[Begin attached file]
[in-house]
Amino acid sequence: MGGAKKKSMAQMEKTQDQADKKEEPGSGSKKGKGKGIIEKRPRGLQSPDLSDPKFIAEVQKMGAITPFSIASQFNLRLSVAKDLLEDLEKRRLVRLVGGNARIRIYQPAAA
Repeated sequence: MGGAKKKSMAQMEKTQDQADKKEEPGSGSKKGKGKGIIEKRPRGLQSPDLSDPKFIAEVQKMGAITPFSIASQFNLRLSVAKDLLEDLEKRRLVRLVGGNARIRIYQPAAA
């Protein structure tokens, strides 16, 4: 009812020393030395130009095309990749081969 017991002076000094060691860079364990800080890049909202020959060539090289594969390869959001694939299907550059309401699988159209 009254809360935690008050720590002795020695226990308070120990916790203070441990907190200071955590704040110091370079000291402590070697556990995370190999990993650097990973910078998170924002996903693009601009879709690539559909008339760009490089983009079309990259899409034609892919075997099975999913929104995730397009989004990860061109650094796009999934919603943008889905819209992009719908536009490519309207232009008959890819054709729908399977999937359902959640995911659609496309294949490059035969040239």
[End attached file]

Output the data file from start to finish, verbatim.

[in-house]
Amino acid sequence: MGGAKKKSMAQMEKTQDQADKKEEPGSGSKKGKGKGIIEKRPRGLQSPDLSDPKFIAEVQKMGAITPFSIASQFNLRLSVAKDLLEDLEKRRLVRLVGGNARIRIYQPAAA
Repeated sequence: MGGAKKKSMAQMEKTQDQADKKEEPGSGSKKGKGKGIIEKRPRGLQSPDLSDPKFIAEVQKMGAITPFSIASQFNLRLSVAKDLLEDLEKRRLVRLVGGNARIRIYQPAAA
């Protein structure tokens, strides 16, 4: 009812020393030395130009095309990749081969 017991002076000094060691860079364990800080890049909202020959060539090289594969390869959001694939299907550059309401699988159209 009254809360935690008050720590002795020695226990308070120990916790203070441990907190200071955590704040110091370079000291402590070697556990995370190999990993650097990973910078998170924002996903693009601009879709690539559909008339760009490089983009079309990259899409034609892919075997099975999913929104995730397009989004990860061109650094796009999934919603943008889905819209992009719908536009490519309207232009008959890819054709729908399977999937359902959640995911659609496309294949490059035969040239």